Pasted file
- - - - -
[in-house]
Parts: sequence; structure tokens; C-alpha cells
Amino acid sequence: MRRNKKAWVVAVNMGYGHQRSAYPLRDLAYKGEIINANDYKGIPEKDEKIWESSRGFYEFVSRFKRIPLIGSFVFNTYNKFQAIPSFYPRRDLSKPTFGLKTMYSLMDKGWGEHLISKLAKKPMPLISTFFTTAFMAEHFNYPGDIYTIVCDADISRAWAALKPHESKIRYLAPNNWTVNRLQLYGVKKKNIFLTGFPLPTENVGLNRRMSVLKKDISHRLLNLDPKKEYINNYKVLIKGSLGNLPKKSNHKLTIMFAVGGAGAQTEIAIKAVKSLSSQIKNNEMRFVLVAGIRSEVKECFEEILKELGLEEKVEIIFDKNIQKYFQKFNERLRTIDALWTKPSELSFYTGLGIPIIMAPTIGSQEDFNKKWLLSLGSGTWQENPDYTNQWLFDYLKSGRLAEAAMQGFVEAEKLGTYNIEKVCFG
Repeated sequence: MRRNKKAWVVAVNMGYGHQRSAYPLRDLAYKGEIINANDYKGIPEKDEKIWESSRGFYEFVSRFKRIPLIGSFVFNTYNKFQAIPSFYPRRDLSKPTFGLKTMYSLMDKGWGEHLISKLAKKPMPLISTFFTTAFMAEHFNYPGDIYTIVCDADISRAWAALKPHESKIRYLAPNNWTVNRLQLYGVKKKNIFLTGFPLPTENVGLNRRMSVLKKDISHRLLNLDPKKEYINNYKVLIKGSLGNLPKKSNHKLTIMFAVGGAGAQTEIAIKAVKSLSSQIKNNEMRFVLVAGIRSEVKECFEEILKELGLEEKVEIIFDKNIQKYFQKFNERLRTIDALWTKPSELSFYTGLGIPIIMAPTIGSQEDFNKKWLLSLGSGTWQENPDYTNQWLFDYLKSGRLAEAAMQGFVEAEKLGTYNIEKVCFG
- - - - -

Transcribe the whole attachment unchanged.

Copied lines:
[in-house]
Parts: sequence; structure tokens; C-alpha cells
Amino acid sequence: MRRNKKAWVVAVNMGYGHQRSAYPLRDLAYKGEIINANDYKGIPEKDEKIWESSRGFYEFVSRFKRIPLIGSFVFNTYNKFQAIPSFYPRRDLSKPTFGLKTMYSLMDKGWGEHLISKLAKKPMPLISTFFTTAFMAEHFNYPGDIYTIVCDADISRAWAALKPHESKIRYLAPNNWTVNRLQLYGVKKKNIFLTGFPLPTENVGLNRRMSVLKKDISHRLLNLDPKKEYINNYKVLIKGSLGNLPKKSNHKLTIMFAVGGAGAQTEIAIKAVKSLSSQIKNNEMRFVLVAGIRSEVKECFEEILKELGLEEKVEIIFDKNIQKYFQKFNERLRTIDALWTKPSELSFYTGLGIPIIMAPTIGSQEDFNKKWLLSLGSGTWQENPDYTNQWLFDYLKSGRLAEAAMQGFVEAEKLGTYNIEKVCFG
Repeated sequence: MRRNKKAWVVAVNMGYGHQRSAYPLRDLAYKGEIINANDYKGIPEKDEKIWESSRGFYEFVSRFKRIPLIGSFVFNTYNKFQAIPSFYPRRDLSKPTFGLKTMYSLMDKGWGEHLISKLAKKPMPLISTFFTTAFMAEHFNYPGDIYTIVCDADISRAWAALKPHESKIRYLAPNNWTVNRLQLYGVKKKNIFLTGFPLPTENVGLNRRMSVLKKDISHRLLNLDPKKEYINNYKVLIKGSLGNLPKKSNHKLTIMFAVGGAGAQTEIAIKAVKSLSSQIKNNEMRFVLVAGIRSEVKECFEEILKELGLEEKVEIIFDKNIQKYFQKFNERLRTIDALWTKPSELSFYTGLGIPIIMAPTIGSQEDFNKKWLLSLGSGTWQENPDYTNQWLFDYLKSGRLAEAAMQGFVEAEKLGTYNIEKVCFG